Finance Your Super UniSuper, IOOF and AustralianSuper top superannuation leaderboard

UniSuper, IOOF and AustralianSuper top superannuation leaderboard

Australians could save more than $200,000 in retirement by switching to a low-fee fund, according to Stockspot. Photo: TND
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HESTA, UniSuper and AustralianSuper are the superannuation funds with the best performing ‘growth’ funds, according to an annual review by investment adviser Stockspot.

The 2020 Fat Cat Funds report – which judges the 100 largest super funds based on their after-fee returns over five years – found all three funds delivered annual average returns above 7.4 per cent during that timeframe.

And in the overall rankings, it ranked UniSuper and AustralianSuper as the first and third best superannuation funds, with 174-year-old investment company IOOF coming in second.

AMP and the formerly ANZ-backed OnePath, on the other hand, represented more than half of the 40 poorly performing “fat cat” funds, with AMP crowned the worst-performing provider across all four categories.

And AMP Capital’s Dynamic Markets Fund made history as the first balanced fund to deliver a negative return of 2.2 per cent.

Sustainable investing surges

Stockspot founder and CEO Chris Brycki said most Australians “blindly trust” their superannuation funds without considering how investment strategies or fees affect long-term returns.

He told The New Daily that funds with ethical or sustainable strategies were particularly noteworthy this year.

When I first started writing this research in 2013, I hoped a lot of people would realise they’re in bad funds or move away from those that charged extortionate fees for poorer results,” Mr Brycki said.

“But the introduction of MySuper has not fixed the lack of competition, with some funds clearly still operating inefficiently by increasing administration fees without achieving any economies of scale.

“However, [sustainable] funds, who tend to exclude fossil fuel companies from their portfolio, ended up performing really well as oil prices and consequently stocks [did] quite badly over the last five years.”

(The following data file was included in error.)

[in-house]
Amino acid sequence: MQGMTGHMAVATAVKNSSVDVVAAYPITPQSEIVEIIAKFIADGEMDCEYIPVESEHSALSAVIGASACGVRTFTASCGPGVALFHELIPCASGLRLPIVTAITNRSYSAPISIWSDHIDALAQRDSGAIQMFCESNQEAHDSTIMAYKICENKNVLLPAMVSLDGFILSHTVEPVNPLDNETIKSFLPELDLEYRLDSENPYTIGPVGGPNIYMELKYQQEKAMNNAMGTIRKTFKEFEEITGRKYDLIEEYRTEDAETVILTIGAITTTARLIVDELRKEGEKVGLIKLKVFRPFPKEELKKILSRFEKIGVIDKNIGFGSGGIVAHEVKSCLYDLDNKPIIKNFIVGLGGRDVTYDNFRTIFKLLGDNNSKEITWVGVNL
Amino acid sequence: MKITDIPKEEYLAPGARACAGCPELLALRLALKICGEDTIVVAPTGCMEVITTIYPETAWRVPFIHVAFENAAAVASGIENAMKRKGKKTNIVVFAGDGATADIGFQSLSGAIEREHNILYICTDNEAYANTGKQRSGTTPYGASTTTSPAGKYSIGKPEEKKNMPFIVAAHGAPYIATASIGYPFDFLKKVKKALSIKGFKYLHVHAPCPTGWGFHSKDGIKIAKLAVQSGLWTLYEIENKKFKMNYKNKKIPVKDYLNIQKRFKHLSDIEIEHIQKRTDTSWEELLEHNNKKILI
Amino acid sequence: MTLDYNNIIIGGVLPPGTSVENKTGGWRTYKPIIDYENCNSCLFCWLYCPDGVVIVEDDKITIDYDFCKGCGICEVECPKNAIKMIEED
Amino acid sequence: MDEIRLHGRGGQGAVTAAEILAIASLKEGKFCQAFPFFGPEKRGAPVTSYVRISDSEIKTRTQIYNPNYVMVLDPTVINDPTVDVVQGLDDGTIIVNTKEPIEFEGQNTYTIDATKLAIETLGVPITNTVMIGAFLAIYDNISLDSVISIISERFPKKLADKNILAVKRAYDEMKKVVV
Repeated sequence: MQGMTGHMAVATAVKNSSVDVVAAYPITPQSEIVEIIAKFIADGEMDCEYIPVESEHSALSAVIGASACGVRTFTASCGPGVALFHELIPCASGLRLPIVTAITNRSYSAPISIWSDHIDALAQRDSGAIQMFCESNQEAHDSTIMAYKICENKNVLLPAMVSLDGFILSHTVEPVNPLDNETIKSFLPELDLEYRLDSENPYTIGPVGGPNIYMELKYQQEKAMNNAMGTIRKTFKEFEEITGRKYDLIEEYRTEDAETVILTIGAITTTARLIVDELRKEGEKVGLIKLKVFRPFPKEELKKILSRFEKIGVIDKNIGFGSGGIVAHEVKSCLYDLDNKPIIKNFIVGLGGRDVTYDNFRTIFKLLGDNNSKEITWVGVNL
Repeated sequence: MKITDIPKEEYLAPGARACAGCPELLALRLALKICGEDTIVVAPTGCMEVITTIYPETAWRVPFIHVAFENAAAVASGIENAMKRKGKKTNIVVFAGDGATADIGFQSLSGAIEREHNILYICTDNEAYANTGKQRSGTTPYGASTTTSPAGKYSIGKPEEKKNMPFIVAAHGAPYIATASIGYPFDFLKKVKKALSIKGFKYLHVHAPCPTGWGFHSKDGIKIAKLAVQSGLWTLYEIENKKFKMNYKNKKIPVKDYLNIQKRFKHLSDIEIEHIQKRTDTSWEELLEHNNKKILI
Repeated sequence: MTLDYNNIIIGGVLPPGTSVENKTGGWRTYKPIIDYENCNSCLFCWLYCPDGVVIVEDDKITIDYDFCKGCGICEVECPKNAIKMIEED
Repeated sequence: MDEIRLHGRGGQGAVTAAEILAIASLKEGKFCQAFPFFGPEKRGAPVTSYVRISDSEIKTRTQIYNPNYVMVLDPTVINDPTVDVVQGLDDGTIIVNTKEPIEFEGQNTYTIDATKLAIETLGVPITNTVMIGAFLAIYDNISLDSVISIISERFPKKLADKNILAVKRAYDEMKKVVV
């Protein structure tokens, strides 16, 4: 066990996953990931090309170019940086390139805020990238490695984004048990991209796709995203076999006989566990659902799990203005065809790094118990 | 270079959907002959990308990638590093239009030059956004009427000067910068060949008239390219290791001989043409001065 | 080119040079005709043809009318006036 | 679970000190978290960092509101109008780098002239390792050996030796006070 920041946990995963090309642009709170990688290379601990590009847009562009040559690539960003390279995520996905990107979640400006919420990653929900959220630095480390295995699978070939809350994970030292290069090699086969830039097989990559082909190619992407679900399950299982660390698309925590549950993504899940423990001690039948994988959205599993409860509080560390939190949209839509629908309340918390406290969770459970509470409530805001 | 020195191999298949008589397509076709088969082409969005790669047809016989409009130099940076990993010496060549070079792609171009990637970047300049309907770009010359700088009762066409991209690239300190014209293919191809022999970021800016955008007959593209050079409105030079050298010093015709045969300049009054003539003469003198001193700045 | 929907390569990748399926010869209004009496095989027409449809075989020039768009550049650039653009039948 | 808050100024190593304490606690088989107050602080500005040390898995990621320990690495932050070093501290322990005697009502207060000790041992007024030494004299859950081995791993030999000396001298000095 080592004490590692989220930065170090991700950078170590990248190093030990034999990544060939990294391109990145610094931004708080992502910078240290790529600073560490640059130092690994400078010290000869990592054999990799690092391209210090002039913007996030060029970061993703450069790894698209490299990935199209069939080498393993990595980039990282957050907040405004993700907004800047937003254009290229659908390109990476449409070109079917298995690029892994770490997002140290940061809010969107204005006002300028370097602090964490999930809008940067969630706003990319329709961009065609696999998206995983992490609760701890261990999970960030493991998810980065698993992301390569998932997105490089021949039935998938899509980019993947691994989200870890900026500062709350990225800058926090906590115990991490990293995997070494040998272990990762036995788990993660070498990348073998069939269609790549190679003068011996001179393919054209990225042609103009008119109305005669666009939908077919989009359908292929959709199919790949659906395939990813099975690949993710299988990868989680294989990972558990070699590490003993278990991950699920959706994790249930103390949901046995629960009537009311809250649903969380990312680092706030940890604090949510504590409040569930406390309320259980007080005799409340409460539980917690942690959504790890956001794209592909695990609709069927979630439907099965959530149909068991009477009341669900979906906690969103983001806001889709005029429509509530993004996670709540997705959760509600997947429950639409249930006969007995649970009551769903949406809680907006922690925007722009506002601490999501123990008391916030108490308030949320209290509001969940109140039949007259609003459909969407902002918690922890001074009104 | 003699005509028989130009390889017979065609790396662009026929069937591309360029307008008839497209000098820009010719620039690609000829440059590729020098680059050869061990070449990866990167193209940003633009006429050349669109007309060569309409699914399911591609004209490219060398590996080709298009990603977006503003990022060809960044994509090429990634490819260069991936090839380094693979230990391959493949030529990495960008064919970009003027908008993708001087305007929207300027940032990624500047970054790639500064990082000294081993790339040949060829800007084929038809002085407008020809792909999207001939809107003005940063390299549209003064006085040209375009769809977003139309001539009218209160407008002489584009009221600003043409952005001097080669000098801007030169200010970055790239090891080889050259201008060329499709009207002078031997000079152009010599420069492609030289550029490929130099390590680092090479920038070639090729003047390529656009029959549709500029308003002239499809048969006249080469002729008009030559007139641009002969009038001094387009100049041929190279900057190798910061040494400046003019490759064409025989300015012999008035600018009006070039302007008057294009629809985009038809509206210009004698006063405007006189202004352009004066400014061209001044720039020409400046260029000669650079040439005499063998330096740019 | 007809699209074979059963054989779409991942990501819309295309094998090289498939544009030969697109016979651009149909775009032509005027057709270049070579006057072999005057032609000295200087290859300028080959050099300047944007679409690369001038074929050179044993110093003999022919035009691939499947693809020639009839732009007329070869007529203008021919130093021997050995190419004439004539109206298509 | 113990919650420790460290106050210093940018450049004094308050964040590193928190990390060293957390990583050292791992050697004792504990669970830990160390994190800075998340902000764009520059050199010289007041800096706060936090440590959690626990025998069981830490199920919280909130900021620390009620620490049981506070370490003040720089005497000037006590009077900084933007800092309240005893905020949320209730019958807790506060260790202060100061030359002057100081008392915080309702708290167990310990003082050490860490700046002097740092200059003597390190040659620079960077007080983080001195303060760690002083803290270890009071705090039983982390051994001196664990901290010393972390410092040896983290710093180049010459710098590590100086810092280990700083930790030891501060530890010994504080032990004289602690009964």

Stockspot’s analysis found the average “fit cat” growth fund charged 1.10 per cent in fees, compared to the “fat cat” average of 2.08 per cent.

According to Mr Brycki, 30-year-olds who switch from a fund charging two per cent fees to one charging 0.5 to one per cent would net an additional $200,000 to $250,000 upon retirement.

Centaur Financial Services principal adviser Hugh Robertson told The New Daily the scant attention Australians pay to their superannuation has allowed providers to hike their fees without much backlash.

But making a judgement call solely based on how much a fund charges in fees is ill-advised, he said.

You need to look at the level of risk they’re taking and you need to see if they are invested in liquid or illiquid assets, with unlisted assets a real danger spot people need to be aware of,” Mr Robertson said.

Mr Robertson said the biggest risks facing members who are considering selling out and switching funds are losing much-needed insurance and being exposed to Capital Gains Tax.

For example, a customer with a $160,000 balance could expect to pay around $8000 in tax if they switched funds, he said.

So it’s important to get a holistic overview of a fund’s performance and how it aligns with short- and long-term investment goals before committing.

“If you have a 10-year outlook and you’re going to save $5000 a year in fees, it would be worth your while,” Mr Robertson said.

“And if you’re close to retirement, [your fund] might have a super pension CGT transfer, which means you can transfer to pension phase without paying any tax,” Mr Robertson said.

Tips before making a switch

  • Understand your own fund first
  • Find out if you have insurance tied to your fund
  • Understand the fund’s asset allocation.
  • Do a proper appraisal before switching (by either sitting down with a professional or conducting due diligence).

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The New Daily is owned by Industry Super Holdings